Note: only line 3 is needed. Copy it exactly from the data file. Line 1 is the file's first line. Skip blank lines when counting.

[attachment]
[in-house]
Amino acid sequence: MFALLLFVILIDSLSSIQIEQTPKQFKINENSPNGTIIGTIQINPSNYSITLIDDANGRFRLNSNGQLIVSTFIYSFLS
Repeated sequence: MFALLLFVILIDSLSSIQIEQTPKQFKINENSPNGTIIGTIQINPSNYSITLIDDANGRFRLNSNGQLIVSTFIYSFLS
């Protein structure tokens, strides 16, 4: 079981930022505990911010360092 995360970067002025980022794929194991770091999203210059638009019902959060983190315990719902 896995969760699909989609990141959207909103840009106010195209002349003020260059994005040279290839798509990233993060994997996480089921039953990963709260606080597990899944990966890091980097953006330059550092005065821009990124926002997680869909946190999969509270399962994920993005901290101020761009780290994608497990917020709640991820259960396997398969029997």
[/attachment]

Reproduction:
Repeated sequence: MFALLLFVILIDSLSSIQIEQTPKQFKINENSPNGTIIGTIQINPSNYSITLIDDANGRFRLNSNGQLIVSTFIYSFLS